‘Attacking at its most vulnerable’
Talents Association of GMA (TAG) and Tanggulan Ugnayang Daluyang Lakas ng Anakpawis sa Tanduay Distillers Inc. (TUDLA) workers with other labor groups brought their plight of unserved justice and contractualization on the streets of Manila to Mendiola.
“Our call is simple. [That the GMA Network] respect the decision of NLRC (National Labor Relations Commission), bring back the terminated employees and make the talents who filed cases regular employees,” TAG President Christian Cabaluna said.
Despite NLRC’s June 22-decision favoring TAG in ordering GMA 7 to regularize its talents, the network terminated 11 more employees, all from GMA’s award-winning shows Imbestigador and Reporter’s Notebook, on June 30 which adds to the 40 dismissed by the company in 2014.
Cabaluna is included in the 11 fired employees who were mostly TAG leaders. According to him, the GMA pursued the course of action “to show an example to other employees what will happen to them if they joined TAG—which is to lose their jobs. In fact, when the NLRC decision came, there was a spark in the talents’ moral.”
“We’re attacking GMA at its most vulnerable—the network’s public image. We believe it is really damaging for the network’s image. We don’t want to do this because we love the network but hate the system,” Cabaluna added.
As a counteraction, TAG will file illegal dismissal cases against GMA. They are hoping to get resolutions and to gain back their jobs before 2015 ends.
Aside from TAG, TUDLA also won their case in the Department of Labor and Employment (DOLE) in South Luzon to regularize 103 out of 150 TUDLA members. However, according to TUDLA President Anse Are, Tanduay refused to recognize their victory until now.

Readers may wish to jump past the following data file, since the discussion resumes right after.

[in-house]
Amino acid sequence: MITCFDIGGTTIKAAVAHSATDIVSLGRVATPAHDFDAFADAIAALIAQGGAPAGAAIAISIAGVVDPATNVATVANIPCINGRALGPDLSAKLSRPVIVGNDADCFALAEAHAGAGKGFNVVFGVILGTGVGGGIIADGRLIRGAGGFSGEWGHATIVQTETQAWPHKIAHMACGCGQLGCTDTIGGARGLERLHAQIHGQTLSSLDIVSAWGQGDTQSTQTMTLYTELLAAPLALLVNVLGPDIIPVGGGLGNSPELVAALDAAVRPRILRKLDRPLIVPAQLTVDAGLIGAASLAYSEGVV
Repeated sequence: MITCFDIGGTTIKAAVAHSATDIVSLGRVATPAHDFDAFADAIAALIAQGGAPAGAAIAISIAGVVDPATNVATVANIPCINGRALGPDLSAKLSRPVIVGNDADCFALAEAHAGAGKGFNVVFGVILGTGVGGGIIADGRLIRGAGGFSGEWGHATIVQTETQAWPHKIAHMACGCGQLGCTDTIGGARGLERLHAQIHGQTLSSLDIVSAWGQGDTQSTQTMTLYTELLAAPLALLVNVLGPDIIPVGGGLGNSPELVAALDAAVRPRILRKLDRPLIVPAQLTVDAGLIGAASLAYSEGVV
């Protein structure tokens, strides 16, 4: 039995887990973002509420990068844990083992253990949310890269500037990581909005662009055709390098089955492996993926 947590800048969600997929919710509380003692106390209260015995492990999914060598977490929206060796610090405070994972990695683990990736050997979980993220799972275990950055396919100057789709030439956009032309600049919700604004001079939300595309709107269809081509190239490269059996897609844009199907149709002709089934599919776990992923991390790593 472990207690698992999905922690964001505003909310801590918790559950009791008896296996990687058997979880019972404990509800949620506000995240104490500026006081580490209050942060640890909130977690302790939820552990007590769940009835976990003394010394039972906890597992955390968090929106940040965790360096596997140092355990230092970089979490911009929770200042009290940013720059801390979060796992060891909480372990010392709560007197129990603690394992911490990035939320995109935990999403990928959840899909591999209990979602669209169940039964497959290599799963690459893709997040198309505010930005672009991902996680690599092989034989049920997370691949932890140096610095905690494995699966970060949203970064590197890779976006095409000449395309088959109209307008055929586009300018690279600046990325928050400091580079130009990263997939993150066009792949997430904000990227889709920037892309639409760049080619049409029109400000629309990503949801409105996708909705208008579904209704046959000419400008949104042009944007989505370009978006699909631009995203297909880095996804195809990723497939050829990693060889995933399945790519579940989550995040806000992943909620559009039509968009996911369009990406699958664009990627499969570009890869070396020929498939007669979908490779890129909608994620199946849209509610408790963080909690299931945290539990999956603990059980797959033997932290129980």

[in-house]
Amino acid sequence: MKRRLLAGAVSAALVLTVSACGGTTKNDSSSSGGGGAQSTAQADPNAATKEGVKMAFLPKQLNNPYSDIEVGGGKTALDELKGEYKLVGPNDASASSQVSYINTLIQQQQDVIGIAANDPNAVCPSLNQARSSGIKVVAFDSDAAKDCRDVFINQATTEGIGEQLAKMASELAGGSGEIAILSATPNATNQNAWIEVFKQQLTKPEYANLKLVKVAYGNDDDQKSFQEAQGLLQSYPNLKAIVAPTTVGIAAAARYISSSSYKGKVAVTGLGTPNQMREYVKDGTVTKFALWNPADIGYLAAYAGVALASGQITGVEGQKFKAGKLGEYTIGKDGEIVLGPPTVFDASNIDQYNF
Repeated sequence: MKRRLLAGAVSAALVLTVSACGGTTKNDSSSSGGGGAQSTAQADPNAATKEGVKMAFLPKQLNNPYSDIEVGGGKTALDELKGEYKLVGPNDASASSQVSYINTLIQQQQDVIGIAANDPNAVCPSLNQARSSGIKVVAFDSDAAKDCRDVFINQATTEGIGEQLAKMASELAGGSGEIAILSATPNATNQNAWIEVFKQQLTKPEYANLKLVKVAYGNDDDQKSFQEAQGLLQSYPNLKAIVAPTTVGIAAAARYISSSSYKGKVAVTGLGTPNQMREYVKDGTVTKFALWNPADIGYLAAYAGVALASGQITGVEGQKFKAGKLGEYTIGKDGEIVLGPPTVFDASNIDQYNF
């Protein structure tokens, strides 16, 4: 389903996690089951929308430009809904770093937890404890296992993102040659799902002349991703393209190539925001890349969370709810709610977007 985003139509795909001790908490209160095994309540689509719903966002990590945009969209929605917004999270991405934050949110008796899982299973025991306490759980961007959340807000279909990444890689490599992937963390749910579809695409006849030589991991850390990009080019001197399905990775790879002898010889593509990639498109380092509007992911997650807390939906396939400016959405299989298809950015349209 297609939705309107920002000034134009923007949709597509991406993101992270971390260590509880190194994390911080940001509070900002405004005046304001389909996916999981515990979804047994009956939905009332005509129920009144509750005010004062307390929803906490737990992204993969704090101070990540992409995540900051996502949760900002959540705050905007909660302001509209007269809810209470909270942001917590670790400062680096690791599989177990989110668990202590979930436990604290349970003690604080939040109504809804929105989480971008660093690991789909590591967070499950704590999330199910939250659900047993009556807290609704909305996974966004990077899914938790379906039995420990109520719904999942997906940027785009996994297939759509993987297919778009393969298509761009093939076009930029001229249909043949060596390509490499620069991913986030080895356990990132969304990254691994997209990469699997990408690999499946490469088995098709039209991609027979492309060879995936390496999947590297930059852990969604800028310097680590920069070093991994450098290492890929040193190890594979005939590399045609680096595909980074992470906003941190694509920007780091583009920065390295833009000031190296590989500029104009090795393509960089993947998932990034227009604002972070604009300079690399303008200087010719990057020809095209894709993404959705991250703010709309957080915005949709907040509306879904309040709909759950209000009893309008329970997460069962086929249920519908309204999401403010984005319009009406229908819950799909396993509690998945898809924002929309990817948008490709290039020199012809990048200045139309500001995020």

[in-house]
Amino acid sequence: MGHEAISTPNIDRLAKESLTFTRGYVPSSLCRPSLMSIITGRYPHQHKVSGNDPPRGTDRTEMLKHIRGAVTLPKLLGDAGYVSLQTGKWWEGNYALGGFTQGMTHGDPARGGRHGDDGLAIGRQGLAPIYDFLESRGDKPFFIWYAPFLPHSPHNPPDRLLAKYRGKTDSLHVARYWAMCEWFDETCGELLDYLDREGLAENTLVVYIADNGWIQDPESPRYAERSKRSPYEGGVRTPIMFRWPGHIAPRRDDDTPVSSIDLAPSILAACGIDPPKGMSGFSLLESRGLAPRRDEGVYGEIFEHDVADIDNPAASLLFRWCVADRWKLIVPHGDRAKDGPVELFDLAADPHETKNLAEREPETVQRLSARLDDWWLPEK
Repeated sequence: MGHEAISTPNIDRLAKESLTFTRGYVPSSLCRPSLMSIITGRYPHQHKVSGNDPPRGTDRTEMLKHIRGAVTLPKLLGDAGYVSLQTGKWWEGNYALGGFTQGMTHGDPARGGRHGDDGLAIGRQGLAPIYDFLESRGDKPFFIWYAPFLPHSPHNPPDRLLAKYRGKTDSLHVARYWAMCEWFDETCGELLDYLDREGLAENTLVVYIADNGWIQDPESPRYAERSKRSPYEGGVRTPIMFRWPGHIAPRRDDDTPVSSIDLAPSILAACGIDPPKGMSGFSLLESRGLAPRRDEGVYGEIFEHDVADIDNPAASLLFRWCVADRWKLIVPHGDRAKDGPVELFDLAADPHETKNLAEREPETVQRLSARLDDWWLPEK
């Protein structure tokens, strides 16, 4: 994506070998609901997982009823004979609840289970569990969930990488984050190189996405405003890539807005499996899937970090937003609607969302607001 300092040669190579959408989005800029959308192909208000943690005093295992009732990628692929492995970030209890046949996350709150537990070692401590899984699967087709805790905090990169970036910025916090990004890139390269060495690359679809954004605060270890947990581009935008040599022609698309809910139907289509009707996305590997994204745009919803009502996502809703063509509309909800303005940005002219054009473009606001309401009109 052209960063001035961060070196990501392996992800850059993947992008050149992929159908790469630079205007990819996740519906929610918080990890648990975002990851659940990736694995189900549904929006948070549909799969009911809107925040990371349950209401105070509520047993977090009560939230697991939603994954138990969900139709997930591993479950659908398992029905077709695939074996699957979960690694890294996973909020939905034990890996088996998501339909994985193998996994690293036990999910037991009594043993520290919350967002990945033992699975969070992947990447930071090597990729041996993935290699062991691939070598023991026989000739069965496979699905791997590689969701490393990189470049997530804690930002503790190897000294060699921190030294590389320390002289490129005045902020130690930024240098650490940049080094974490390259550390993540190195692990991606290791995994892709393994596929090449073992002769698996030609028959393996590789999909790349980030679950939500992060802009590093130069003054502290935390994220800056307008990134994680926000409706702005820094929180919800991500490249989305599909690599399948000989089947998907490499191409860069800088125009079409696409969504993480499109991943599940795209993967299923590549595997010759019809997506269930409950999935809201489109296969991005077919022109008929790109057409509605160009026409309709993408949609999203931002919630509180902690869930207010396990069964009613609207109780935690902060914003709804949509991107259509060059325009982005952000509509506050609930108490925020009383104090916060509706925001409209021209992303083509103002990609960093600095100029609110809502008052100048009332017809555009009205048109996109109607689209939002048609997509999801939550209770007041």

“It has been fifty-five days that we are in the picket line. We are not leaving unless we are regularized,” Are stated.
According to Are, they believe that Tanduay’s snubbing of the order is “to destroy our association. For us to not build a genuine, militant, and nationalist union in Tanduay. And another is to subdue in hunger all the workers in the picket line.”
Are admitted his inability to provide for his family financially at the moment but explained to his wife that this fight is not only for him but for all of them. He worked in Tanduay for six years as an operator and in the materials issuance department. He is one of the 397 contractual employees of the Lucio Tan’s distillery.
Two months and nothing
Two months have passed since the Kentex fire and still, the families and survivors of the tragedy received no respectable support from Kentex owner Beato Ang.
“They offered P10,000 for those who worked [in Kentex] for less than a year and P20,000 for those who worked for four years. Others gave in but most workers did not. For those like me who worked for nine years, they offered nothing yet,” survivor Lea Bersabal said.
Even the families of the 74 victims said only Ang’s lawyer faces them.
Bersabal remained jobless but stated that they “will continue to fight to end labor issues and to win the criminal cases against the factory owner.”
Workers from construction company Golden Fortune Techno Built, Inc. also joined the protest.
Rogelio Justiniane, who worked in the firm since July 11, 1983, said that Golden Fortune refused to treat them as regular workers. Aside from safety violations in their workplace, he declared that there were discrepancies with their SSS contributions that they regularly pay.
Ninety-eight workers were sacked starting from December 6 last year. According to Justiniane, it is because they established a union to fight and protect their rights as workers.
Meanwhile, even if Unified Employees of Alorica (Call Center) President Sarah Preztoza enjoys being a regular employee, she said they are united with the advocacies of the contractual workers against labor issues and harassments. She declared there are inhumane practices and policies within call centers, especially those who joined the union.
Unified Employees of Alorica is the first call center union worldwide.
Photos and text by Erika Alcantara